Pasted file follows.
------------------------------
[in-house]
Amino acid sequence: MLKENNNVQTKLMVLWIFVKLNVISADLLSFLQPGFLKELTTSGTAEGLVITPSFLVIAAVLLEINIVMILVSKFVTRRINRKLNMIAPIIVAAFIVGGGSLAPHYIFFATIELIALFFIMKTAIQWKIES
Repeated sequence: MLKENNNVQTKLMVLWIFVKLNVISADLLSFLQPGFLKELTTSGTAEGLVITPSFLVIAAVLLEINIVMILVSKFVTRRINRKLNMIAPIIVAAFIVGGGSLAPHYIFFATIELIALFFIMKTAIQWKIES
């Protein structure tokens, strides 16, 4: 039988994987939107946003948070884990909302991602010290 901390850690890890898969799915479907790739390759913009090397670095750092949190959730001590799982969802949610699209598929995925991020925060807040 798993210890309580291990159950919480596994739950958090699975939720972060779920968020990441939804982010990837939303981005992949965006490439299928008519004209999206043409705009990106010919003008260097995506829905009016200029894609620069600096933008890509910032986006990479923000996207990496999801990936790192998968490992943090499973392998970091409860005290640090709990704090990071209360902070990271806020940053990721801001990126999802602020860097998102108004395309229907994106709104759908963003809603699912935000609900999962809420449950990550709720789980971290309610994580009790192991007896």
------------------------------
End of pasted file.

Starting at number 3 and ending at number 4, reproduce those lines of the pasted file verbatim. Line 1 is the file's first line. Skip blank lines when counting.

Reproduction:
Repeated sequence: MLKENNNVQTKLMVLWIFVKLNVISADLLSFLQPGFLKELTTSGTAEGLVITPSFLVIAAVLLEINIVMILVSKFVTRRINRKLNMIAPIIVAAFIVGGGSLAPHYIFFATIELIALFFIMKTAIQWKIES
């Protein structure tokens, strides 16, 4: 039988994987939107946003948070884990909302991602010290 901390850690890890898969799915479907790739390759913009090397670095750092949190959730001590799982969802949610699209598929995925991020925060807040 798993210890309580291990159950919480596994739950958090699975939720972060779920968020990441939804982010990837939303981005992949965006490439299928008519004209999206043409705009990106010919003008260097995506829905009016200029894609620069600096933008890509910032986006990479923000996207990496999801990936790192998968490992943090499973392998970091409860005290640090709990704090990071209360902070990271806020940053990721801001990126999802602020860097998102108004395309229907994106709104759908963003809603699912935000609900999962809420449950990550709720789980971290309610994580009790192991007896």